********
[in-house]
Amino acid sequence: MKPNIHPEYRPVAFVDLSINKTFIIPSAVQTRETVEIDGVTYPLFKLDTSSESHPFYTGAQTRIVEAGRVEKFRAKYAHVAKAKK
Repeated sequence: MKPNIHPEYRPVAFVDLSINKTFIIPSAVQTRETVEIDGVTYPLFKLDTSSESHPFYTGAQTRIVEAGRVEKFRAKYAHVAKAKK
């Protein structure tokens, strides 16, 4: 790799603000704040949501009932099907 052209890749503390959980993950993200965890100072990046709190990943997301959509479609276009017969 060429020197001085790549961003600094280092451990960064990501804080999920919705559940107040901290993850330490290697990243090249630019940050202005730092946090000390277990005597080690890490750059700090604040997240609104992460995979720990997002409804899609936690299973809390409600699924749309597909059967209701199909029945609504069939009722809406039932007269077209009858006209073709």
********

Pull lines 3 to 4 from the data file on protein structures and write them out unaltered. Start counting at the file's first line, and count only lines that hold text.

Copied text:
Repeated sequence: MKPNIHPEYRPVAFVDLSINKTFIIPSAVQTRETVEIDGVTYPLFKLDTSSESHPFYTGAQTRIVEAGRVEKFRAKYAHVAKAKK
């Protein structure tokens, strides 16, 4: 790799603000704040949501009932099907 052209890749503390959980993950993200965890100072990046709190990943997301959509479609276009017969 060429020197001085790549961003600094280092451990960064990501804080999920919705559940107040901290993850330490290697990243090249630019940050202005730092946090000390277990005597080690890490750059700090604040997240609104992460995979720990997002409804899609936690299973809390409600699924749309597909059967209701199909029945609504069939009722809406039932007269077209009858006209073709």